Mean non-fasting total blood cholesterol increased after treatment initiation and stabilised (mean values 185 mg/dl at baseline; 220 mg/dl at 12 months; 214 mg/dl at 60 months; fig 2A). A total of 112 patients experienced total cholesterol abnormalities at at least one point and 15 patients had abnormal values at baseline. Thirty-nine patients (34.8%) were treated with statins, including two patients who had started statin treatment before the trial. There were no cardiovascular SAE related to tocilizumab except for ischaemic heart disease reported in one patient whose total blood cholesterol increased from 168 mg/dl at baseline to 227 mg/dl without statin treatment. The patient also had the risk factor of diabetes mellitus.

Figure 2

Change in serum total cholesterol, high-density lipoprotein (HDL) cholesterol, neutrophil counts, aspartate aminotransferase (AST) and alanine aminotransferase (ALT). Values are means. Bars indicate SD. BL, baseline.

Mean neutrophil counts decreased but remained within the normal range (fig 2B). Grade 2 neutropenia was observed in 17 patients and grade 3 in nine patients. All the events were transient, and no patients experienced febrile neutropenia or withdrew as a result of neutropenia.

Mean aspartate aminotransferase (AST) and alanine aminotransferase (ALT) increased slightly, but remained roughly within the normal ranges (fig 2C). Grade 2 or higher increases in AST and ALT occurred in nine (6.3%) and 14 (9.8%) of 143 patients, respectively, during the study, but most were transient and resolved without any particular treatment. No serious liver disorders, such as fulminant hepatitis, were seen during this study.


The response rate according to the ACR improvement criteria increased during the initial year and remained constant throughout the study period (fig 3A). At 5 years, 79 (84.0%), 65 (69.1%) and 41 (43.6%) of 94 patients met ACR20, ACR50 and ACR70, respectively. These response rates analysed with the last observation carried forward were 77.3%, 58.9% and 37.6%, respectively.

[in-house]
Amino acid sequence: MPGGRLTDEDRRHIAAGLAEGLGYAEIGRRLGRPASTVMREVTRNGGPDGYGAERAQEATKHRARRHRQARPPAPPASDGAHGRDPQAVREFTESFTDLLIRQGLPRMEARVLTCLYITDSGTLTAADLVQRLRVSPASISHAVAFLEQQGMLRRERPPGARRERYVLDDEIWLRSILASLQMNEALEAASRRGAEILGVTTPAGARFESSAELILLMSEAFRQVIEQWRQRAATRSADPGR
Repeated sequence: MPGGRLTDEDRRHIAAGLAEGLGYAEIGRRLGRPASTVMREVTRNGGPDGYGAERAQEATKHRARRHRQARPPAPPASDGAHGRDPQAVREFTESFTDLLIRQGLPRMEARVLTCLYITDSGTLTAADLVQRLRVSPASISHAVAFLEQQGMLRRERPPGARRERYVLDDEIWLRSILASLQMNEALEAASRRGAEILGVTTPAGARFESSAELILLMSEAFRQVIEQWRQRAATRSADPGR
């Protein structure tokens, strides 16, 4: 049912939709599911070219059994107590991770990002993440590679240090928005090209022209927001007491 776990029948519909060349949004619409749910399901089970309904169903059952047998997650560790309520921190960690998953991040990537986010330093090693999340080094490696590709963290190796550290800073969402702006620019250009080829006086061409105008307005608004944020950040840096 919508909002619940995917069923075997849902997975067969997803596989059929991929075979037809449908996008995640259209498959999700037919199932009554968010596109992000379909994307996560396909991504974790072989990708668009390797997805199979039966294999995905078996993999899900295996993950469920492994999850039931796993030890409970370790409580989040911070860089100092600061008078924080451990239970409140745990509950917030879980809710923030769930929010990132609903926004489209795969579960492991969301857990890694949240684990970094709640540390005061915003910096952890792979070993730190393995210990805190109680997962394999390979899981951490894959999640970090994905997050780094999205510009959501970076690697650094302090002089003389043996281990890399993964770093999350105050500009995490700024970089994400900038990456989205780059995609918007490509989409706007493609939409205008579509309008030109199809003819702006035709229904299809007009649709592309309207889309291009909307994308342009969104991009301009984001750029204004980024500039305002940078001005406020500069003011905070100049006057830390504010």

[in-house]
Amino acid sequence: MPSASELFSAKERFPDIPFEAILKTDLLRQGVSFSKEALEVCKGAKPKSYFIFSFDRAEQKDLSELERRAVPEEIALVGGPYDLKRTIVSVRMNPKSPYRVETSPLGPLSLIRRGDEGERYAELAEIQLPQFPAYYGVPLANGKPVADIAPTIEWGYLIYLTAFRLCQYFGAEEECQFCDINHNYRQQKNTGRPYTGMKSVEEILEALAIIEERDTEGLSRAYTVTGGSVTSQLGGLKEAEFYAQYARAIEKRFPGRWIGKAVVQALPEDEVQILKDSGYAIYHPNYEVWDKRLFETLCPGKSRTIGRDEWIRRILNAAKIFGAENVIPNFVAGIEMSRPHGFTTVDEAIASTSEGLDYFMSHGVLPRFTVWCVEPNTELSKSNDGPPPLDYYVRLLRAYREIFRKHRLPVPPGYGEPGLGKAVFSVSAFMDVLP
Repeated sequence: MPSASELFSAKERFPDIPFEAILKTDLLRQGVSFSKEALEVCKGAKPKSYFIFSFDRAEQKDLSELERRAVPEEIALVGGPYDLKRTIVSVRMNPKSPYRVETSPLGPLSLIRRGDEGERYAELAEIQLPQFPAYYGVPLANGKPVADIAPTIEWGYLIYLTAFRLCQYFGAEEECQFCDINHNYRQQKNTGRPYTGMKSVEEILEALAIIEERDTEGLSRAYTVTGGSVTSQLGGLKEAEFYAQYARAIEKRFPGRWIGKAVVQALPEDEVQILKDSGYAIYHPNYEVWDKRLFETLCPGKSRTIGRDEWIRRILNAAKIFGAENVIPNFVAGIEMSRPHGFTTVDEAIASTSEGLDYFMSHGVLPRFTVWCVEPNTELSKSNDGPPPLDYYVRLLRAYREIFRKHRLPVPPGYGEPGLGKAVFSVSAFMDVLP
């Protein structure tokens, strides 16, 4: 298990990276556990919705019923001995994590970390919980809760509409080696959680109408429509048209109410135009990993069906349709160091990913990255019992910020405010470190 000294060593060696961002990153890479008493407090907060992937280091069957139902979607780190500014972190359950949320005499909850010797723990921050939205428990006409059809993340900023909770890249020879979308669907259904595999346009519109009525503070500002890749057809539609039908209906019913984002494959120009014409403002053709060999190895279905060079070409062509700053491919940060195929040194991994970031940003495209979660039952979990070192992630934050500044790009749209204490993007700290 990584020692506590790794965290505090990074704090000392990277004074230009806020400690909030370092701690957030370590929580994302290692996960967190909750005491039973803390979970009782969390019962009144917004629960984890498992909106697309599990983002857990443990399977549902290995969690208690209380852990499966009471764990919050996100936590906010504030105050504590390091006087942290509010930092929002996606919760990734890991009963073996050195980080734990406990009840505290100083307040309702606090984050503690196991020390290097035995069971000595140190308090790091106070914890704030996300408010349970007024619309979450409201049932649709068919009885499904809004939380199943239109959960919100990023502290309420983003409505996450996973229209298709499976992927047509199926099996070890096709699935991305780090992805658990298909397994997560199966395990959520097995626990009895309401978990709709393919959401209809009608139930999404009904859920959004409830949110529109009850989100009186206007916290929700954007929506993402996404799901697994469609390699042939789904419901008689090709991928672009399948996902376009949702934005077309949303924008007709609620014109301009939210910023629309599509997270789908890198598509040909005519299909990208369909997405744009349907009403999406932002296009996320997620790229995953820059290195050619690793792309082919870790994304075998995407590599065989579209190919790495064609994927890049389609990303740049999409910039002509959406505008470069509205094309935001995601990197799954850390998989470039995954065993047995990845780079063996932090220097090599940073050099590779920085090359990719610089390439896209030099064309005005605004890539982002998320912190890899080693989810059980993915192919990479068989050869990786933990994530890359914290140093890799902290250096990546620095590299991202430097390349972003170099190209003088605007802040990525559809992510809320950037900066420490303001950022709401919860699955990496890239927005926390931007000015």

Figure 3

Percentage of responders according to the American College of Rheumatology improvement criteria and the disease activity score in 28 joints (DAS28) as well as the mean change in modified health assessment questionnaire (MHAQ) scores, number of tender joints, number of swollen joints, C-reactive protein (CRP) and haemoglobin. BL, baseline.

Tocilizumab treatment significantly improved all measures, including tender joint counts, swollen joint counts (fig 3B), CRP levels (fig 3C), MHAQ score (fig 3D) and DAS28 score (fig 3E), and the efficacy was sustained throughout the 5-year treatment. The percentage of patients who achieved clinical remission defined as DAS28 less than 2.613 14 was 55.3% (52/94) at 5 years. Most patients exhibited anaemia at baseline and the mean haemoglobin level was 11.3 mg/dl (SD 1.4). Tocilizumab treatment significantly improved anaemia in these patients, and the mean haemoglobin level was increased to 13.2 mg/dl (SD 1.5) at year 5 (fig 3F).

Eighty-eight of the 94 patients who received tocilizumab for more than 5 years had received corticosteroids when they began the initial study. After 5 years of tocilizumab treatment, 78 of 88 (88.6%) had been able to decrease their corticosteroid dose and 28 of 88 (31.8%) had discontinued corticosteroids. The mean dose of corticosteroids for these patients decreased from 6.9 mg/day (median 7.5 mg/day) to 2.4 mg/day (median 2.0 mg/day) at 5 years.


The STREAM study is the first study demonstrating the long-term safety and efficacy of tocilizumab monotherapy. This open-label extension trial of tocilizumab demonstrated a sustained good efficacy and a generally good safety profile over 5 years. The high retention rate at 5 years indeed indicates the favourable efficacy and safety profile. In particular, only one of 143 patients withdrew as a result of an unsatisfactory response, indicating that no general loss of response occurred during long-term treatment.

ACR responses and improvements in DAS28 scores and individual components of the ACR core set were all sustained during the long-term treatment with tocilizumab monotherapy. At 5 years, approximately half of patients had achieved ACR70 and more than half of patients had achieved clinical remission defined as a DAS28 of less than 2.6, although this study was open labelled.

Tocilizumab monotherapy markedly improved inflammation markers such as CRP and ESR and improvements were sustained throughout the study. Haemoglobin levels were also improved. It is well documented that hepcidin plays a key role in anaemia of chronic inflammatory diseases. IL-6 induces the secretion of hepcidin, an iron regulatory peptide hormone that is produced in the liver and that negatively regulates the absorption of intestinal iron and iron recycling by macrophages.15 This increase in haemoglobin levels is expected to contribute to the improvement in patients’ quality of life.

A steroid-sparing effect was another benefit of tocilizumab therapy for RA patients. As the use of corticosteroids is often associated with adverse events such as infection or steroid-induced osteoporosis, this also contributes to the improvement in patients’ quality of life from the safety point of view.